Few things are more simple than making ice, right? Freeze water. Job done.

Ask a bartender like me, though, and you’ll get a vastly different answer. I’d say ice is the most underappreciated element in the creation of a cocktail. Which is pretty odd considering the real estate it takes up in the average drink.

You’ve probably noticed the emergence of big rocks of ice around town. Order a whisky or a Negroni in a decent boozer and it might be poured on a single block. The trend is creeping, but as with any trend, there’s a trendsetter.

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In the case of pure, hand-cut ice, it’s Michael Madrusan from The Everleigh cocktail bar in Fitzroy. It’s not just good ice he’s making, though. Madrusan is making the best ice in the country.

Launched in March, Navy Strength Ice Co. is the only Australian ice company of its type, and one of only a handful globally. Armed with an enormous American-made machine by Clinebell (“I just bought the biggest one I could fit up the stairs”), Madrusan is producing colossal, single blocks of pure ice that weigh up to 150 kilograms. Getting finished blocks out of this machine requires a hoist best suited for winching engines out of cars. Needless to say, it cost a lot to get it here – more than Madrusan is willing to divulge, anyway.

After a five-stage filtration process, it takes two to three days for the ice to steadily freeze. Once it has been winched out of the machine, it takes up to 10 hours using handsaws, knives and chisels to reduce it down to perfectly cut blocks, cubes and spears. Available to buy at $1 per piece, it’s a costly ingredient for any bar owner.

If it sounds like a crazy amount of effort and money for some ice – it is. But it’s also the one factor that makes every drink that goes over the bar at The Everleigh better than anywhere else in the city.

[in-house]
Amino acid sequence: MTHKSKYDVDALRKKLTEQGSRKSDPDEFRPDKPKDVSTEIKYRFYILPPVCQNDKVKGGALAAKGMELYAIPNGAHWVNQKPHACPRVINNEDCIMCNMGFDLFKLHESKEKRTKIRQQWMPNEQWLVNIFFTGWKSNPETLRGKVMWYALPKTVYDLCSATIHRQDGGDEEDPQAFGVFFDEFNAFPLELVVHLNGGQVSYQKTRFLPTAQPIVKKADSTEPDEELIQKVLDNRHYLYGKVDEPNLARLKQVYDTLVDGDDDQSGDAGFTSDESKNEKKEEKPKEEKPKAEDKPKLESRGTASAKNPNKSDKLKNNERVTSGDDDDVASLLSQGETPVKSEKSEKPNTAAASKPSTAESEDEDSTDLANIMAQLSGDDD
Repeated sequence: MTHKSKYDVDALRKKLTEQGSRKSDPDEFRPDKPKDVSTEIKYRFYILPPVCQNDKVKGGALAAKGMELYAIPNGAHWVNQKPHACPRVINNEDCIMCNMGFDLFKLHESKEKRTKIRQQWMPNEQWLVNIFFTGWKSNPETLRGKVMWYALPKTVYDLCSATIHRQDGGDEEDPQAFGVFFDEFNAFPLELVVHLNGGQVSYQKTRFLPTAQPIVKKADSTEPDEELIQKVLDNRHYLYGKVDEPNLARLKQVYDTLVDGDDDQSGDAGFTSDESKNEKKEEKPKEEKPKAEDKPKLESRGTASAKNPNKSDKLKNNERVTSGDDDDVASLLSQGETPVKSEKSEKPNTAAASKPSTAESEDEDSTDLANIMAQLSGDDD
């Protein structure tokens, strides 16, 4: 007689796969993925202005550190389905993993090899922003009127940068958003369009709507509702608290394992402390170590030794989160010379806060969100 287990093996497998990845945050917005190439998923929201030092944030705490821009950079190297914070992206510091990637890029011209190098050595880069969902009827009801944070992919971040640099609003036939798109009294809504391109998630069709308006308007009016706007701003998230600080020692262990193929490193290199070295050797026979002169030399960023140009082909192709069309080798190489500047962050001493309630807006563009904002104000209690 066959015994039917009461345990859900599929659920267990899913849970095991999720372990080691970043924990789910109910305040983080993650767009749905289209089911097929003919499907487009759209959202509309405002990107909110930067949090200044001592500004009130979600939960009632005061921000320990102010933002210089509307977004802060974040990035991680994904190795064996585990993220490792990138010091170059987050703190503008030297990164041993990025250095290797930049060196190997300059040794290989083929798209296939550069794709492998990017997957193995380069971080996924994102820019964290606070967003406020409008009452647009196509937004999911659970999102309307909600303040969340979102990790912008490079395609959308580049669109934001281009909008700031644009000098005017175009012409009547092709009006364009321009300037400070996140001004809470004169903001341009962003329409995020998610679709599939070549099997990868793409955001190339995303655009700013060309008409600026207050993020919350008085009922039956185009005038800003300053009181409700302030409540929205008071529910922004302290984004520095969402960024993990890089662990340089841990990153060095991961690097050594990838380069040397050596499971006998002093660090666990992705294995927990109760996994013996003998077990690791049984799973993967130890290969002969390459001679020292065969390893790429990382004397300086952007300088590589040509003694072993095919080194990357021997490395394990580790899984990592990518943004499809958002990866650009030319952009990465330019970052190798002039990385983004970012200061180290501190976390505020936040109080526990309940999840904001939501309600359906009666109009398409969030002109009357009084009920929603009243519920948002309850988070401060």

Thanks to its mass and density, one of these large cubes will chill a drink to its lowest possible point, generally around two degrees. Just as importantly, it will melt incredibly slowly. This means a bartender has absolute control over the water ratio in your drink, and can create a perfectly balanced cocktail.

Chicago’s Charles Joly, the 2014 Diageo World Class Bartender of the Year, explains that standard ice cubes can sometimes add more water to a drink than there is actual liquor. “After a cocktail is shaken, it may have as much dilution added by this ice as the base ingredient, say, upwards of 40–50ml,” he says. “All of the sudden, it becomes a major component, and one not to be overlooked.”

And then, of course, it looks incredible. This ice is like glass – you could pull it out of your drink and read a novel through it.

“It’s not actually a choice,” Madrusan says. “If you want to make the best possible drink you have to consider all the ingredients. The only way to make the best possible drink is to make the best possible ice. It’s the final step.”

Dave Kerr owns The Beaufort bar in Carlton.